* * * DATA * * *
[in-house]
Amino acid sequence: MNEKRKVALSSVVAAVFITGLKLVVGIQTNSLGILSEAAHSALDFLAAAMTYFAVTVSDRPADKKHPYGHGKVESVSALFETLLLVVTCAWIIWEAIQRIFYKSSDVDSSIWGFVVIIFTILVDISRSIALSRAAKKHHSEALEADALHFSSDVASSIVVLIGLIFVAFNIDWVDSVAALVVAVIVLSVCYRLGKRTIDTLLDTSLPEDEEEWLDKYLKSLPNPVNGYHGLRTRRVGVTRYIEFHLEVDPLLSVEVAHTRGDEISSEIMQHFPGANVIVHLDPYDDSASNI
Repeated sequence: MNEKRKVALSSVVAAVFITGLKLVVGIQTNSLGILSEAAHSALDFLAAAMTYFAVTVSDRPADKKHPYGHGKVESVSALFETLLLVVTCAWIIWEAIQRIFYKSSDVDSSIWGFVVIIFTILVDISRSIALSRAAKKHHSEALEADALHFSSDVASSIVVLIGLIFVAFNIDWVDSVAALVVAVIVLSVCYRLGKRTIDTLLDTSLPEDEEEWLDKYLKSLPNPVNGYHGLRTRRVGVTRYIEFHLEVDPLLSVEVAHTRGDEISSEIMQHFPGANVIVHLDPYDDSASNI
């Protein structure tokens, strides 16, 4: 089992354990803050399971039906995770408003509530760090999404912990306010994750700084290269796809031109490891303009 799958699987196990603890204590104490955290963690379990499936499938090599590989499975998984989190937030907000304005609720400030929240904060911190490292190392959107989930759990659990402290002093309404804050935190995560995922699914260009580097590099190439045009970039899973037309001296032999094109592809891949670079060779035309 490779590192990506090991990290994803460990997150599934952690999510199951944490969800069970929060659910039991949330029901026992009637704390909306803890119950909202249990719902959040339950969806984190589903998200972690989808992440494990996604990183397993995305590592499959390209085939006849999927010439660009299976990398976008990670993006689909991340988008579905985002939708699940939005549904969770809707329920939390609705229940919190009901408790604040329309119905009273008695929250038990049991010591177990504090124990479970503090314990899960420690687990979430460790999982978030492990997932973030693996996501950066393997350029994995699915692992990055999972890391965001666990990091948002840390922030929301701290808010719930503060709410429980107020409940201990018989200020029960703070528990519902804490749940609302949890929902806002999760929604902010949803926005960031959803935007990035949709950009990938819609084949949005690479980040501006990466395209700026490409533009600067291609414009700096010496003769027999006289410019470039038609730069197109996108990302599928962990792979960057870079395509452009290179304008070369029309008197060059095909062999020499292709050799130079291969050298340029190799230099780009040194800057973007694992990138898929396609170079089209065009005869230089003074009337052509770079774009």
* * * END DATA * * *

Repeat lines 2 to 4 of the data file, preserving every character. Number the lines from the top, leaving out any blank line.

Amino acid sequence: MNEKRKVALSSVVAAVFITGLKLVVGIQTNSLGILSEAAHSALDFLAAAMTYFAVTVSDRPADKKHPYGHGKVESVSALFETLLLVVTCAWIIWEAIQRIFYKSSDVDSSIWGFVVIIFTILVDISRSIALSRAAKKHHSEALEADALHFSSDVASSIVVLIGLIFVAFNIDWVDSVAALVVAVIVLSVCYRLGKRTIDTLLDTSLPEDEEEWLDKYLKSLPNPVNGYHGLRTRRVGVTRYIEFHLEVDPLLSVEVAHTRGDEISSEIMQHFPGANVIVHLDPYDDSASNI
Repeated sequence: MNEKRKVALSSVVAAVFITGLKLVVGIQTNSLGILSEAAHSALDFLAAAMTYFAVTVSDRPADKKHPYGHGKVESVSALFETLLLVVTCAWIIWEAIQRIFYKSSDVDSSIWGFVVIIFTILVDISRSIALSRAAKKHHSEALEADALHFSSDVASSIVVLIGLIFVAFNIDWVDSVAALVVAVIVLSVCYRLGKRTIDTLLDTSLPEDEEEWLDKYLKSLPNPVNGYHGLRTRRVGVTRYIEFHLEVDPLLSVEVAHTRGDEISSEIMQHFPGANVIVHLDPYDDSASNI
């Protein structure tokens, strides 16, 4: 089992354990803050399971039906995770408003509530760090999404912990306010994750700084290269796809031109490891303009 799958699987196990603890204590104490955290963690379990499936499938090599590989499975998984989190937030907000304005609720400030929240904060911190490292190392959107989930759990659990402290002093309404804050935190995560995922699914260009580097590099190439045009970039899973037309001296032999094109592809891949670079060779035309 490779590192990506090991990290994803460990997150599934952690999510199951944490969800069970929060659910039991949330029901026992009637704390909306803890119950909202249990719902959040339950969806984190589903998200972690989808992440494990996604990183397993995305590592499959390209085939006849999927010439660009299976990398976008990670993006689909991340988008579905985002939708699940939005549904969770809707329920939390609705229940919190009901408790604040329309119905009273008695929250038990049991010591177990504090124990479970503090314990899960420690687990979430460790999982978030492990997932973030693996996501950066393997350029994995699915692992990055999972890391965001666990990091948002840390922030929301701290808010719930503060709410429980107020409940201990018989200020029960703070528990519902804490749940609302949890929902806002999760929604902010949803926005960031959803935007990035949709950009990938819609084949949005690479980040501006990466395209700026490409533009600067291609414009700096010496003769027999006289410019470039038609730069197109996108990302599928962990792979960057870079395509452009290179304008070369029309008197060059095909062999020499292709050799130079291969050298340029190799230099780009040194800057973007694992990138898929396609170079089209065009005869230089003074009337052509770079774009």